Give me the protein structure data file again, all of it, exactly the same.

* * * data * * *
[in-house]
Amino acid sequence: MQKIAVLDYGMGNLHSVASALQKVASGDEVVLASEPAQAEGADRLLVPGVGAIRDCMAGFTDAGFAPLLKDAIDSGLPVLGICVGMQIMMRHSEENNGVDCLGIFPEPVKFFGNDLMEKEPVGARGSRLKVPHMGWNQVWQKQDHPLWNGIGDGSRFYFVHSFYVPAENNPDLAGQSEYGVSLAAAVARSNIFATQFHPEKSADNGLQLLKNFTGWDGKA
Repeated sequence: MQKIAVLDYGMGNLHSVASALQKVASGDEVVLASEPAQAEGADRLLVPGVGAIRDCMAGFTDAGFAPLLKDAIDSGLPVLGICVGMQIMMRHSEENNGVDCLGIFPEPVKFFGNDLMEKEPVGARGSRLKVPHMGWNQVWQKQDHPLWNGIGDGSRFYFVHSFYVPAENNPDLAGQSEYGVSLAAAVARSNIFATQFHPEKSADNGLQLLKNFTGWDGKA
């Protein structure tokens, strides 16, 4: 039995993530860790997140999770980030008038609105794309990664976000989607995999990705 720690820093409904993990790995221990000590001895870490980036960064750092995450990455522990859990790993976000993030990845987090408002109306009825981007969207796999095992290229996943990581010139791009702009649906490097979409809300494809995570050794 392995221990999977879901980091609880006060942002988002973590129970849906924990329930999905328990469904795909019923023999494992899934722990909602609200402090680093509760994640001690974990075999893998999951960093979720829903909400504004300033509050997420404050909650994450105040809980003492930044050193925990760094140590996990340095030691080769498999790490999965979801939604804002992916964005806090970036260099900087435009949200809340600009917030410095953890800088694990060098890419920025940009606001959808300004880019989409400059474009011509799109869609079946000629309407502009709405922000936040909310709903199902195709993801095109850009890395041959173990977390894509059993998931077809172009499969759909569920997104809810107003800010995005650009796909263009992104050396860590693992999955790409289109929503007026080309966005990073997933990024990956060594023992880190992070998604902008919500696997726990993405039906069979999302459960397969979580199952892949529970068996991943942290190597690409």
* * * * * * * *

[in-house]
Amino acid sequence: MQKIAVLDYGMGNLHSVASALQKVASGDEVVLASEPAQAEGADRLLVPGVGAIRDCMAGFTDAGFAPLLKDAIDSGLPVLGICVGMQIMMRHSEENNGVDCLGIFPEPVKFFGNDLMEKEPVGARGSRLKVPHMGWNQVWQKQDHPLWNGIGDGSRFYFVHSFYVPAENNPDLAGQSEYGVSLAAAVARSNIFATQFHPEKSADNGLQLLKNFTGWDGKA
Repeated sequence: MQKIAVLDYGMGNLHSVASALQKVASGDEVVLASEPAQAEGADRLLVPGVGAIRDCMAGFTDAGFAPLLKDAIDSGLPVLGICVGMQIMMRHSEENNGVDCLGIFPEPVKFFGNDLMEKEPVGARGSRLKVPHMGWNQVWQKQDHPLWNGIGDGSRFYFVHSFYVPAENNPDLAGQSEYGVSLAAAVARSNIFATQFHPEKSADNGLQLLKNFTGWDGKA
């Protein structure tokens, strides 16, 4: 039995993530860790997140999770980030008038609105794309990664976000989607995999990705 720690820093409904993990790995221990000590001895870490980036960064750092995450990455522990859990790993976000993030990845987090408002109306009825981007969207796999095992290229996943990581010139791009702009649906490097979409809300494809995570050794 392995221990999977879901980091609880006060942002988002973590129970849906924990329930999905328990469904795909019923023999494992899934722990909602609200402090680093509760994640001690974990075999893998999951960093979720829903909400504004300033509050997420404050909650994450105040809980003492930044050193925990760094140590996990340095030691080769498999790490999965979801939604804002992916964005806090970036260099900087435009949200809340600009917030410095953890800088694990060098890419920025940009606001959808300004880019989409400059474009011509799109869609079946000629309407502009709405922000936040909310709903199902195709993801095109850009890395041959173990977390894509059993998931077809172009499969759909569920997104809810107003800010995005650009796909263009992104050396860590693992999955790409289109929503007026080309966005990073997933990024990956060594023992880190992070998604902008919500696997726990993405039906069979999302459960397969979580199952892949529970068996991943942290190597690409």